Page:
One of the reasons why I decided to stay in fourth grade instead of transferring back to sixth is that end of the year fourth graders are such a delight. At the end of sixth grade, with approaching adolescence, the students are trying to make a break with childhood. For many of them, the best way to do this is to make a break with adults and adult authority. This makes the last few weeks a difficult time, to say the least. Just when we want to celebrate and recognize our students, they go and pick fights.
But end of the year fourth graders are another creature entirely. They have come through the difficult transition from third grade to fourth grade and emerged, self-confident and ready for the world. Abstract ideas that were once beyond them are now within their grasp. They have begun to understand that there is a world beyond their family, beyond their school, and they want to know more. They can now appreciate subtle jokes and gentle sarcasm.
The new maturity of fourth graders is a bit of sunlight in the gloom and doom world that I often create for myself at the end of the year. May and June are always times of great guilt for me. The units I haven’t covered! The papers I haven’t graded! The anguish of it all!
This week, I observed something that changed my thinking. A student was at the front, sharing a piece of work, when I had to help another student who was taking an assessment. It turned out that the student needed quite a bit of help. I took some time, working on the question, when I realized what was happening at the front.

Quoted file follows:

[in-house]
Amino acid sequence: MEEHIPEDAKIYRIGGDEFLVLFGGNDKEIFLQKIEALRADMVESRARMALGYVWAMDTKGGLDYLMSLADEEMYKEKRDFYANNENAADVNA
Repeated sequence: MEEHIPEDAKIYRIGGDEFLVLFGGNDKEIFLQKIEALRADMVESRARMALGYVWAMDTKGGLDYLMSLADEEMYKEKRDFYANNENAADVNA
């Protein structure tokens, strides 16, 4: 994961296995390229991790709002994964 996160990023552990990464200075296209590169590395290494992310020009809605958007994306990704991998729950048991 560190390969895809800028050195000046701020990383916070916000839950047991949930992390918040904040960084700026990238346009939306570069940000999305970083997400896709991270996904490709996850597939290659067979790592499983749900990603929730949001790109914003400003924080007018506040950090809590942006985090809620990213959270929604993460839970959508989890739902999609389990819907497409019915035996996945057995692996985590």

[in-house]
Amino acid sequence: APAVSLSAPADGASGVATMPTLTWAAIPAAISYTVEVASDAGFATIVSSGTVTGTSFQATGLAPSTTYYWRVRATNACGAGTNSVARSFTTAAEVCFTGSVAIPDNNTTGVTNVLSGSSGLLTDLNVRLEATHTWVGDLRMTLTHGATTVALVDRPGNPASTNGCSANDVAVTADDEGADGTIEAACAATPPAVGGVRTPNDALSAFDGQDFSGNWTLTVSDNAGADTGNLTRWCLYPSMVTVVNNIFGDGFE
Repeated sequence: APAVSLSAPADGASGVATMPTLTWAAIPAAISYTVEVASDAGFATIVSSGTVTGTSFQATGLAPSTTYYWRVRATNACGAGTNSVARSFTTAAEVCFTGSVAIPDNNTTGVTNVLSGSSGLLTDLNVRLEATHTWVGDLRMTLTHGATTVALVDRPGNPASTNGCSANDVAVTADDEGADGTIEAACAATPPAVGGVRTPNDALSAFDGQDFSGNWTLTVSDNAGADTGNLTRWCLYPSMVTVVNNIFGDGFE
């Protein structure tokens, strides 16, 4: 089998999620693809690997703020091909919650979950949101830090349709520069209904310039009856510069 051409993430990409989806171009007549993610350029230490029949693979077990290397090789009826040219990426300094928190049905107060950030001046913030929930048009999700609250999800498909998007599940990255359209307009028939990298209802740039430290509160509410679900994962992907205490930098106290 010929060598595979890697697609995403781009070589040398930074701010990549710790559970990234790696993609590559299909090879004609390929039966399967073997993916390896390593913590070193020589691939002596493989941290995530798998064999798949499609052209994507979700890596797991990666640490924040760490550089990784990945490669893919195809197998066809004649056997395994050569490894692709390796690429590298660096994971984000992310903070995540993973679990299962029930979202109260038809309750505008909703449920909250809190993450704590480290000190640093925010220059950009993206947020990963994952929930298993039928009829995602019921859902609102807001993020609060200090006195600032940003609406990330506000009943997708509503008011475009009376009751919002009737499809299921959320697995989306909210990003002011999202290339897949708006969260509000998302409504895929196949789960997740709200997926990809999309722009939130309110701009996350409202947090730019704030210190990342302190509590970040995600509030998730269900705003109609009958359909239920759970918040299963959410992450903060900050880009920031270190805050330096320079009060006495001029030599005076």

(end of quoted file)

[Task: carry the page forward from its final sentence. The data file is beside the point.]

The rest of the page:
The first student writer had finished. She had answered two questions from other students about her writing. Then she said, “Who else would like to share?” Another student came up to the front. I stayed at my desk, just to watch what developed. The student shared his writing and asked for questions or comments. Eager hands went up, and questions and comments (all related to writing!) flew back and forth. “Who’d like to share next?” the student said, and yet another student took his place at the front.
What a moment. I was at the back of the room, but the community of writers kept sharing, kept talking. The conversation had not strayed, the students had not sat there chattering as they tried to figure out what I wanted them to do next. I was no longer a necessary part of their sharing. They could do it all on their own.
So now, when the end of year guilt tries to overwhelm me, I think of that conversation. And I begin to realize that, despite all of my mistakes of this past year, a few things must have turned out right.